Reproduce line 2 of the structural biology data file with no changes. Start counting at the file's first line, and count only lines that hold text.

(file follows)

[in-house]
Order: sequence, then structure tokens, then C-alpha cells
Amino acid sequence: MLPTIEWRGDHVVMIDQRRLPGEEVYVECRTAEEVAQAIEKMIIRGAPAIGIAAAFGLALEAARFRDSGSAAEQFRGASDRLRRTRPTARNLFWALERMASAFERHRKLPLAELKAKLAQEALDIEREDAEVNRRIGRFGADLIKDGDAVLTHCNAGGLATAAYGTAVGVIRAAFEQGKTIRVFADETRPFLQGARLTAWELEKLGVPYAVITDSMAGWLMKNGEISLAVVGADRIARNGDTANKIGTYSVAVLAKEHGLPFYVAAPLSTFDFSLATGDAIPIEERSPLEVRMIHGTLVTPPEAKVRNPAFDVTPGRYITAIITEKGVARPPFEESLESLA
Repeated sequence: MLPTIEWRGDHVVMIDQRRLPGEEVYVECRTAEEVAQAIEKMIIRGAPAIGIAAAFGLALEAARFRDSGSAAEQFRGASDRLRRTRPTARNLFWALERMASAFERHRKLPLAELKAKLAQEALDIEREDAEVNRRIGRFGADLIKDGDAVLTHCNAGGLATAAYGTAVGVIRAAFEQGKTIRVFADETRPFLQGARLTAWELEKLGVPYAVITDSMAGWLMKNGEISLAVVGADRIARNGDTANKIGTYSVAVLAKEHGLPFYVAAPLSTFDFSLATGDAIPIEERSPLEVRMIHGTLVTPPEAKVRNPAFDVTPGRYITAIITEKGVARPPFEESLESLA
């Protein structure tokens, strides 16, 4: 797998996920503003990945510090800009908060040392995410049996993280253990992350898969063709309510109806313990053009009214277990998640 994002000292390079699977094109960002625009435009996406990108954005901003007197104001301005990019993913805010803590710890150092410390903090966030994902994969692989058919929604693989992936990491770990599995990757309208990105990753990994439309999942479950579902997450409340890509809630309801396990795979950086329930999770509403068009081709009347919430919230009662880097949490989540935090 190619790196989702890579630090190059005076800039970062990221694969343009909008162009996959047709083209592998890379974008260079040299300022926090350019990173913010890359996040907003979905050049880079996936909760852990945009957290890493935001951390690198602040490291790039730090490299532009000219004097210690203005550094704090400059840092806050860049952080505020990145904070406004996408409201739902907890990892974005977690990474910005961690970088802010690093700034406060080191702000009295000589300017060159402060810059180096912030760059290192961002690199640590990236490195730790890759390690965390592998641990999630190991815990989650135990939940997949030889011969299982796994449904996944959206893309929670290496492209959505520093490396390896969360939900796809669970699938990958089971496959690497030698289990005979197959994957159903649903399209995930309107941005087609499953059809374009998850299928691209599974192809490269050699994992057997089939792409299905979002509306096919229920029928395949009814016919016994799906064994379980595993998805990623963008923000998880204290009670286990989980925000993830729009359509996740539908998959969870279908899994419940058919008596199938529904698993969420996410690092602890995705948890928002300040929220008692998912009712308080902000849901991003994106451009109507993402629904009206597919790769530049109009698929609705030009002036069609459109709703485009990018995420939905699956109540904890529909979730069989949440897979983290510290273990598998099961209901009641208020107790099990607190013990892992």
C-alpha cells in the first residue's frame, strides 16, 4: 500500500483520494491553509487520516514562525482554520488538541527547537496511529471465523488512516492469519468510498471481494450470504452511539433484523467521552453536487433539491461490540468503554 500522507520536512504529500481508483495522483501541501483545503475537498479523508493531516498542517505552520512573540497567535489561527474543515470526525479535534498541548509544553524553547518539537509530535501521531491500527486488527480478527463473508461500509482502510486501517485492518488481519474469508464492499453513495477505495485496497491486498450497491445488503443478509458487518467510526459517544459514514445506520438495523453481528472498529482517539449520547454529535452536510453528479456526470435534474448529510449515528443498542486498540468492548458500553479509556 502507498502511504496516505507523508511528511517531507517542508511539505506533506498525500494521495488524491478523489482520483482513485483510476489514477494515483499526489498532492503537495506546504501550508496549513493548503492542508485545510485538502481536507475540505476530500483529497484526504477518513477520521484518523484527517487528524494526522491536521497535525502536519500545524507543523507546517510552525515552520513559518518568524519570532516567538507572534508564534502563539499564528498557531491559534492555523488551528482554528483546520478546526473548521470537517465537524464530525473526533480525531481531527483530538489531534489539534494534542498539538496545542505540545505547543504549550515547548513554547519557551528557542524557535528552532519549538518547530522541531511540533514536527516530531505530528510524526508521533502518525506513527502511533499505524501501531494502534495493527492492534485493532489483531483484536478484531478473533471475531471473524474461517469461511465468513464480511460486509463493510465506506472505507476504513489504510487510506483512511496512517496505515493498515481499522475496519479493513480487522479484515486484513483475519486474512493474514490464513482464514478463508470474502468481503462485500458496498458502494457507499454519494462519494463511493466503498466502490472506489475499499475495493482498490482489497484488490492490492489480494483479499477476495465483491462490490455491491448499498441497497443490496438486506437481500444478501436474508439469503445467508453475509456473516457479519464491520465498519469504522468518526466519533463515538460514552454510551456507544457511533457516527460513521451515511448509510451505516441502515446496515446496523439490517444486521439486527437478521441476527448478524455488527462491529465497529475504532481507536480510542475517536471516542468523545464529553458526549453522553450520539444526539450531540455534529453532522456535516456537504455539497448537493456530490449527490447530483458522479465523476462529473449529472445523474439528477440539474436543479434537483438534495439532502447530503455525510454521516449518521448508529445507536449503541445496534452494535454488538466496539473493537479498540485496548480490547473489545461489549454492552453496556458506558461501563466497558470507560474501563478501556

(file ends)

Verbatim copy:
Order: sequence, then structure tokens, then C-alpha cells